I got this over email from Sanjay Bhupathiraju. He is correct that the explanation is wrong in the book. And the correct explanation is great so I'm including it here and linking from the errata.
On Page 59, in the following expression, the steps shown to evaluate the expression are misleading and breaks the right interpretation. But the end result seem to correct although the steps shown in your book are incorrect.
Question to evaluate the following expression.
int x = 3;
int y = ++x * 5 / x-- + --x;
Here is the step by step approach for solving this problem.
1. All Post-unary Operators should be evaluated first as per Table 2.1 in your book. The evaluation should have been done for post increment operant first. So the evaluation really should be the following in the next step.
y = ++x * 5 / 3 + --x; // After the evaluation, the value of x is 2.
2. Now, all Pre-unary operators should be evaluated in the expression from left to right.
y = 3 * 5/3 + 2;
3. Now the multiplication/division/modulus operators should be applied from left to right.
y = 15/3 + 2;
y = 5 + 2;
Answer: y = 7;
Although the answer for this expression y is 7 in the approach shown in your book, it is really misleading for the reader to not evaluate the post increment or the post decrement operand first on the original expression.
And Sanjay: it's not misleading in the book - it's wrong! Whereas your explanation is correct. We were lucky that the answer happened to come out the same. But the reason the book is misleading is different. (Roel explains below)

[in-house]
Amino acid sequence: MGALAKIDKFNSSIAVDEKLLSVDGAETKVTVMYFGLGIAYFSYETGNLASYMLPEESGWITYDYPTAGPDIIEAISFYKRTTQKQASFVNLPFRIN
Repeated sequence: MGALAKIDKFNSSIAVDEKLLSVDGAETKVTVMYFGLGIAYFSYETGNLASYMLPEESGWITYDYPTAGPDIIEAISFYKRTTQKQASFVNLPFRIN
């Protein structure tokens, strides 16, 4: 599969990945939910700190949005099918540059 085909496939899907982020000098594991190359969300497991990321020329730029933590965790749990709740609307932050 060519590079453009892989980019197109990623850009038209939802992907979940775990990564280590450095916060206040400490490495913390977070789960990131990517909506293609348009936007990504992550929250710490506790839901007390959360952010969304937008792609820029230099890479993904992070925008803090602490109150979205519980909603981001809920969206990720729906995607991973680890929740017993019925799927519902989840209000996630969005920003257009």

According to me (and my little program) the eplanation in the book is correct! In Java, subexpressions are evaluated from left to right (when there is a choice). So, for example in the expression A() + B() * C(D(), E()), the subexpressions are evaluated in the order A(), B(), D(), E(), and C(). C() is evaluated last, because it requires the results from D() and E().Output:
++x 4 | x-- 4 | --x 2 |
Let's look at another example:If the post-unary operator is always executed first, both statements should print exactly the same values for both i and j. But the output is different (for j):
4-80 And it makes sense, because subexpressions are evaluated from left to right, so you'll have
And probably the most obvious example. Let's use a short-circuit operator:If the post-unary operator is always executed first, this program should print 11-true, but it doesn't: it prints 10-true because the left operand (i3 < 15) is evaluated first and evaluates to true. And because || is a short-circuit operator, the right operand (i3++ > 10) is not evaluated (and thus i3 is not incremented).